Restricted Research - Award List, Note/Discussion Page

Fiscal Year: 2018

1112  The University of Texas at El Paso  (74617)

Principal Investigator: Soheil Nazarian

Total Amount of Contract, Award, or Gift (Annual before 2011): $ 323,499

Exceeds $250,000 (Is it flagged?): Yes

Start and End Dates: 9/1/17 - 7/31/18

Restricted Research: YES

Academic Discipline: Civil Engineering

Department, Center, School, or Institute: Center for Transportation Infrastructure Systems

Title of Contract, Award, or Gift: OR20160056A 226370004A Assess Deflection-Based Field Testing for Project Acceptance (PS 16-53)

Name of Granting or Contracting Agency/Entity: Texas Department of Transportation
CFDA Link: DOT
20.205

Program Title: Highway Planning and Construction
CFDA Linked: Highway Planning and Construction

Note:

Qualifies under SAM 1.1.1.TxDOT current practice for field compaction quality control and acceptance for base, subbase and soil layers is to determine the compacted density and sometimes moisture content by nuclear density gauge (NDG). TxDOT has also considered several stiffness-based devices to replace NDG because stiffness parameters are more relevant to pavement design. Spot tests cannot represent the uniformity of the compaction in a continuous manner, and less stiff areas can be easily missed. For design-build projects an additional challenging step is the design verification. The current process based on lab resilient modulus is tedious and marginally representative of the in situ moduli. Even though modulus-based nondestructive testing (e.g., with FWD, LWD or DCP) can be conceptually considered as a straightforward solution to this problem, a recent NCHRP study has shown the level of detail that is needed to consider for meaningful values from modulus-based devices. One cannot simply extrapolate the use of the modulus-based devices on existing roads to the design verification. Our primary goal is to improve the process of design verification of compacted materials to ensure quality, performance and durability using a combination of proof rolling (with or without intelligent compaction) and modulus-based devices. In close collaboration with our TxDOT partners, the research team will utilize our current expertise gained from several recent and ongoing intelligent compaction projects and our NCHRP project on the effective use of the modulus-based devices to develop practical test protocols and specifications to improve the design verification during construction.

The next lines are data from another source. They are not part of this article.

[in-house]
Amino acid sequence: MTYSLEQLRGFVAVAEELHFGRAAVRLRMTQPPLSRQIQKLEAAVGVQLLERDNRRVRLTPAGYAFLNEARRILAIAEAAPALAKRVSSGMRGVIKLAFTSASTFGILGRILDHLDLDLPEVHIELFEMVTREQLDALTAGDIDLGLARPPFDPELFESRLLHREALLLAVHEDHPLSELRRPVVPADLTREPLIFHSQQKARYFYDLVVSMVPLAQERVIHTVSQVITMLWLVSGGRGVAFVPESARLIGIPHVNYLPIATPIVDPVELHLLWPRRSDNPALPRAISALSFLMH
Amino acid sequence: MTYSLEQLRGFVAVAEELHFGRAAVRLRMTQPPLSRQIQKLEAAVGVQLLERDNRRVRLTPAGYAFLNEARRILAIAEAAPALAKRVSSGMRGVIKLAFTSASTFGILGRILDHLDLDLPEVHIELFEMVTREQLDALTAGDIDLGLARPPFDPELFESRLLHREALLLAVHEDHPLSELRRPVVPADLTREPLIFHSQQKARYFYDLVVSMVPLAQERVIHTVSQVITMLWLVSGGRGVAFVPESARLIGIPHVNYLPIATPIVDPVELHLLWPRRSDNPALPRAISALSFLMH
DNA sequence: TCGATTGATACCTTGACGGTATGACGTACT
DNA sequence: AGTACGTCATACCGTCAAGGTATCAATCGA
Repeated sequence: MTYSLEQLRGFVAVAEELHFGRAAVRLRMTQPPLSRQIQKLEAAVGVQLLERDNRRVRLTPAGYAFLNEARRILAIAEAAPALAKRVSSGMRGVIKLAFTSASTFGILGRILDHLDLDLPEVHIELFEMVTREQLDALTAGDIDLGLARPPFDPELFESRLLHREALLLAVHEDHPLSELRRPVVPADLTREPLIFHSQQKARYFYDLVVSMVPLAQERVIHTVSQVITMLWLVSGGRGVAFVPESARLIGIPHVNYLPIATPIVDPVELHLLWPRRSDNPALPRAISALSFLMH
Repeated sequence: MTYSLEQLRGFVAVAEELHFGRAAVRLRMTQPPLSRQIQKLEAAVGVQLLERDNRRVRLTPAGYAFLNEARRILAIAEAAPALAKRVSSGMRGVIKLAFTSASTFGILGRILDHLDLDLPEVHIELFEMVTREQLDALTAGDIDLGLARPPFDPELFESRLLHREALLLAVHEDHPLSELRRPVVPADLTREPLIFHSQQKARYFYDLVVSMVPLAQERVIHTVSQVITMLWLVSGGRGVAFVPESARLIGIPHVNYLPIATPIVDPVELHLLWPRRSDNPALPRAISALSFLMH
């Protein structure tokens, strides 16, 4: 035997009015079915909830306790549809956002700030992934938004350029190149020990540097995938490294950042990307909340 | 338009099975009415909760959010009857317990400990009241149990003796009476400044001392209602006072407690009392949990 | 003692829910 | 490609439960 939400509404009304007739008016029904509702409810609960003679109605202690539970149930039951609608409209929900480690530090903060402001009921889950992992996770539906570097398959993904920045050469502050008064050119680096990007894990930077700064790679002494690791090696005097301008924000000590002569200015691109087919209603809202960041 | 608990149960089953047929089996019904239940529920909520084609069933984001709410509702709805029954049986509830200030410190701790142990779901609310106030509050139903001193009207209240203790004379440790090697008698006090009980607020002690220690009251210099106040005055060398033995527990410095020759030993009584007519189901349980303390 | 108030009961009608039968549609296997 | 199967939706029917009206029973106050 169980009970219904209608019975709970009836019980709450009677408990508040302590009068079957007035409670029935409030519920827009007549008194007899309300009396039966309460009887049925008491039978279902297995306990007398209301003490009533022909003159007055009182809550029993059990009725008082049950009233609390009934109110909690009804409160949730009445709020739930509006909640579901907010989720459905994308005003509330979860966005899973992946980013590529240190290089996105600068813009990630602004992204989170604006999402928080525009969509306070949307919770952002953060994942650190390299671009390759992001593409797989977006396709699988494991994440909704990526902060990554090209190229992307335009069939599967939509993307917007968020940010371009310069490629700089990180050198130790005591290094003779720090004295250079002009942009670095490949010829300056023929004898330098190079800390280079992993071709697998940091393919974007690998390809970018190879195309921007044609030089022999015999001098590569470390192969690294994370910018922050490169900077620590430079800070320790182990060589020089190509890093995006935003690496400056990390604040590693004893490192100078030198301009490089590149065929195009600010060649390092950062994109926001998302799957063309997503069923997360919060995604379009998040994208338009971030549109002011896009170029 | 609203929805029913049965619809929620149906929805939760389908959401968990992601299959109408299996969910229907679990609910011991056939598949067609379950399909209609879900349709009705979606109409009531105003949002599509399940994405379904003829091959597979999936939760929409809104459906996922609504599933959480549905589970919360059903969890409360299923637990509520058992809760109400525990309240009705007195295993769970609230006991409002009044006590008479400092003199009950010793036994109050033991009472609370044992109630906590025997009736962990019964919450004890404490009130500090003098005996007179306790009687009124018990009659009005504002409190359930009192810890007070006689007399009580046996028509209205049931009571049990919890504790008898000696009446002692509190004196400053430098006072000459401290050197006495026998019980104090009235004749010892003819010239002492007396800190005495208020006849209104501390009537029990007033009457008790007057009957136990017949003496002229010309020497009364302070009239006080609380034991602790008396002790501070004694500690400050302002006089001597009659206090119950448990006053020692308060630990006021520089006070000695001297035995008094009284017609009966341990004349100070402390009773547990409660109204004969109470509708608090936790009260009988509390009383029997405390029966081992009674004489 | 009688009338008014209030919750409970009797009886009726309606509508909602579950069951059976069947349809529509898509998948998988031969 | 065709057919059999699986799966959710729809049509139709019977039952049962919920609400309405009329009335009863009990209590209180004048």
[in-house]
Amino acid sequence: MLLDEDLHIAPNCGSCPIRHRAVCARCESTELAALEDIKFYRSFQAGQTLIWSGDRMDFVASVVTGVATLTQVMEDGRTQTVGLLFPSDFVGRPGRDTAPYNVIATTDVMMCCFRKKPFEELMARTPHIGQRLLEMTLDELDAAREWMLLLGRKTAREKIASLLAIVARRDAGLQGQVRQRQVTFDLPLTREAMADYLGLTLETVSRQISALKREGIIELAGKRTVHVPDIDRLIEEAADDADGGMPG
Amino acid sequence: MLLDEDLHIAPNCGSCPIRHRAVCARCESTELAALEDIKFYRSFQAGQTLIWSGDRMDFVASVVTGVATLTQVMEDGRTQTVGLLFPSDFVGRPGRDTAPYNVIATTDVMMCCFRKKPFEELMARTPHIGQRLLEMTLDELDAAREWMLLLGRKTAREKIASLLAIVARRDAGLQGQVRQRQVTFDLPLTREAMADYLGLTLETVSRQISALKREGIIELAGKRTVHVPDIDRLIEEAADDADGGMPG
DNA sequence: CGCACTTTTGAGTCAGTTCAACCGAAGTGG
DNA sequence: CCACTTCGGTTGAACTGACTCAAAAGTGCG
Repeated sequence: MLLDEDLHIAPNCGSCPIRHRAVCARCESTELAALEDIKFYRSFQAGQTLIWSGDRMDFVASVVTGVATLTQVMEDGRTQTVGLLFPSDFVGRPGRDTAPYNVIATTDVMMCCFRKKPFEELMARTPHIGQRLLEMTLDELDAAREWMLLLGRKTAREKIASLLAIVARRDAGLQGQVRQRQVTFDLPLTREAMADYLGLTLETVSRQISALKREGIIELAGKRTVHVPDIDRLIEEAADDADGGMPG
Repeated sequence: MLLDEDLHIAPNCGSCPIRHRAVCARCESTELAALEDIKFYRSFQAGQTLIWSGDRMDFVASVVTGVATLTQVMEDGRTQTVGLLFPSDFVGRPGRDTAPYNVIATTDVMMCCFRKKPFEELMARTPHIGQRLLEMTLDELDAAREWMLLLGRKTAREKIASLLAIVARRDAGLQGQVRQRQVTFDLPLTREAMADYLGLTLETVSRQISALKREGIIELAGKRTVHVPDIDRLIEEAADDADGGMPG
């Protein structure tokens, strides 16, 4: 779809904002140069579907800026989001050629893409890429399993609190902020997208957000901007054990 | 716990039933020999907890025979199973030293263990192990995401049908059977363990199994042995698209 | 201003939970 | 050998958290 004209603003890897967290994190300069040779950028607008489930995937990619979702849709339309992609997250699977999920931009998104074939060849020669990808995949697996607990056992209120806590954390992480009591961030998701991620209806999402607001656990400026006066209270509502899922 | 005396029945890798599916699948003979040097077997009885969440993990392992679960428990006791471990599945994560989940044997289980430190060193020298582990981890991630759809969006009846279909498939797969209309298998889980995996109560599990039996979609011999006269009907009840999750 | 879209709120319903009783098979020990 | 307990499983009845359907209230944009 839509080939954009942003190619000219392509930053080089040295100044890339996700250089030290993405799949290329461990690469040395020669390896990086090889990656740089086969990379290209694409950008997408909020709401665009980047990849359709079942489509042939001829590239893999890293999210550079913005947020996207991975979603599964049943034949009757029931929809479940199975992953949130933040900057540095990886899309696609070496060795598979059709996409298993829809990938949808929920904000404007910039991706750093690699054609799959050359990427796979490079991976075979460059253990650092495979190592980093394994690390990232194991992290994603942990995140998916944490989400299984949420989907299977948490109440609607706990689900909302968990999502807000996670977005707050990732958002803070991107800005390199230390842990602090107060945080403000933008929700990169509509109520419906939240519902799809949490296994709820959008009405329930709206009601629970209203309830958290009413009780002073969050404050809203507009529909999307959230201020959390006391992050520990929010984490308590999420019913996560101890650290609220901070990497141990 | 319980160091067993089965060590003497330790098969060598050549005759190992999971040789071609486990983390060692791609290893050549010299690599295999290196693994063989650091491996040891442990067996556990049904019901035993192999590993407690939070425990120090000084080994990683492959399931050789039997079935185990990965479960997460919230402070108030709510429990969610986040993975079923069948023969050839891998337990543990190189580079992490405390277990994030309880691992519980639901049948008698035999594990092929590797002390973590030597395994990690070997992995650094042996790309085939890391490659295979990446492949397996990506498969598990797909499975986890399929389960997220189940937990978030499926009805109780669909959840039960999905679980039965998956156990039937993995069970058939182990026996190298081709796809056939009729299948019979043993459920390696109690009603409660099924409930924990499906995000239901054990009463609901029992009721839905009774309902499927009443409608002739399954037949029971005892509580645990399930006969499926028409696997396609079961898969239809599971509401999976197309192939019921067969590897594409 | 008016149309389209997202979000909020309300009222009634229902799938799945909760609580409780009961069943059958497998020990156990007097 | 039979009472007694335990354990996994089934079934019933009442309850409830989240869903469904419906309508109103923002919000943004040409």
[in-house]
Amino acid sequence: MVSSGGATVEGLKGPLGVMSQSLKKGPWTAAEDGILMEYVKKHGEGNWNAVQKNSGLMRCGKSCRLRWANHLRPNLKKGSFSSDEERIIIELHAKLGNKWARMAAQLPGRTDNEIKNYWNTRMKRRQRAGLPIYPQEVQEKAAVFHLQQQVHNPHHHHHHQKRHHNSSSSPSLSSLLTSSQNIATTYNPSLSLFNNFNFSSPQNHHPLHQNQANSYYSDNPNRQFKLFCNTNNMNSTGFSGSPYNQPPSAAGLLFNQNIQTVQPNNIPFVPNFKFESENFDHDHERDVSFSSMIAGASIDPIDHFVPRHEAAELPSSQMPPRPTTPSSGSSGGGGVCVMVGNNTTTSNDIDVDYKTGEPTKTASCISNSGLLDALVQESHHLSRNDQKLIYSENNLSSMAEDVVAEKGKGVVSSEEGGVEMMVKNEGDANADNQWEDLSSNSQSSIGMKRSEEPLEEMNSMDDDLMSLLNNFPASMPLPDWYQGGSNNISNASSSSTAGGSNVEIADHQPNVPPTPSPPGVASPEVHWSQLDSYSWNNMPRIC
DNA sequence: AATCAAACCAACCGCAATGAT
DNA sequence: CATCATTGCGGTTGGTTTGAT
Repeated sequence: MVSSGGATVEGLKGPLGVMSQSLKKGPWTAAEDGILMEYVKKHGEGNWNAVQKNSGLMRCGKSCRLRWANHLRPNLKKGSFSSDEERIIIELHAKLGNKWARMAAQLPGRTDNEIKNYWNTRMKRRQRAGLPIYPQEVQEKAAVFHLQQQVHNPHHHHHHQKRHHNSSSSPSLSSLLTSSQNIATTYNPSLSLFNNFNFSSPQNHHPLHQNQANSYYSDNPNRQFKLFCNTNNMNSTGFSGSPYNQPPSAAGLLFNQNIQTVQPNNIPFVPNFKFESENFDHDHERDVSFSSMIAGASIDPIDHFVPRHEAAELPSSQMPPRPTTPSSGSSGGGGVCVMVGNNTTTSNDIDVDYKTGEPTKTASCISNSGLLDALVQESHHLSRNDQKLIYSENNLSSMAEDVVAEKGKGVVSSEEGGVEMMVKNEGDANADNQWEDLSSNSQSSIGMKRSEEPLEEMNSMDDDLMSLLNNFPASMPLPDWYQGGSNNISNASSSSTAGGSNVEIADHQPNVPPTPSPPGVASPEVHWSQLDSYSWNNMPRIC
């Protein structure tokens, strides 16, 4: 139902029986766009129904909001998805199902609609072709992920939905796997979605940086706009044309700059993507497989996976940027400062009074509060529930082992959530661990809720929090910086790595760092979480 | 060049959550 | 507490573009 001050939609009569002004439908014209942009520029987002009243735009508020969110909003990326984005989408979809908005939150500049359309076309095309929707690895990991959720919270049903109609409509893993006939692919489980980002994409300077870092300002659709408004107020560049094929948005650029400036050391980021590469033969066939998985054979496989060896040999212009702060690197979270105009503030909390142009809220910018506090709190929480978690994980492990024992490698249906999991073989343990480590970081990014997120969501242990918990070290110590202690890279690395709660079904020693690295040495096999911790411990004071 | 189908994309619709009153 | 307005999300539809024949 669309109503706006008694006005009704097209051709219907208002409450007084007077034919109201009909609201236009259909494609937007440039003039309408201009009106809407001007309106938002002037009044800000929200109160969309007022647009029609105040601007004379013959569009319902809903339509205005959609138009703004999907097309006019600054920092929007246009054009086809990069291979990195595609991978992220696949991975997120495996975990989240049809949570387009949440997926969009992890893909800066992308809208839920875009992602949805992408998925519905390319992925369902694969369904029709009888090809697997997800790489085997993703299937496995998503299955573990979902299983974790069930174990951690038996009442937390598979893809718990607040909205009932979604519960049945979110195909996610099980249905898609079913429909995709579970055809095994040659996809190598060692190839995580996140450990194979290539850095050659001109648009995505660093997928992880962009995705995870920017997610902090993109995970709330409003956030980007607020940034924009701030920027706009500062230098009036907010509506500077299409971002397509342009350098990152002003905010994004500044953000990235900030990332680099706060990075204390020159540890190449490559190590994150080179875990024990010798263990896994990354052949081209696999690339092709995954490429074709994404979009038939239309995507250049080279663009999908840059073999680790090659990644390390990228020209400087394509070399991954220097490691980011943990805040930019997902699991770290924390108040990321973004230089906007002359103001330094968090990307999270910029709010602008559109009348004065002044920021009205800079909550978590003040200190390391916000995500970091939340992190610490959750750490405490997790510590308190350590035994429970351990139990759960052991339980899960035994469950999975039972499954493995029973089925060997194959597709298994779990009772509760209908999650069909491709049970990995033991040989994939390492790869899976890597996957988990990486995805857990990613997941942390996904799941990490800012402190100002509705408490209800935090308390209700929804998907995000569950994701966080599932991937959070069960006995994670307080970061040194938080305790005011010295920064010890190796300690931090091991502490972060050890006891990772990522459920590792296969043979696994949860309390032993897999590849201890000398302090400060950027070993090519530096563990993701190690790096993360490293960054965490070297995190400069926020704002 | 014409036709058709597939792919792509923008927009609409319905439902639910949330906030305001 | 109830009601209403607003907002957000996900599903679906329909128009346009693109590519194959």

Discussion: No discussion notes

 

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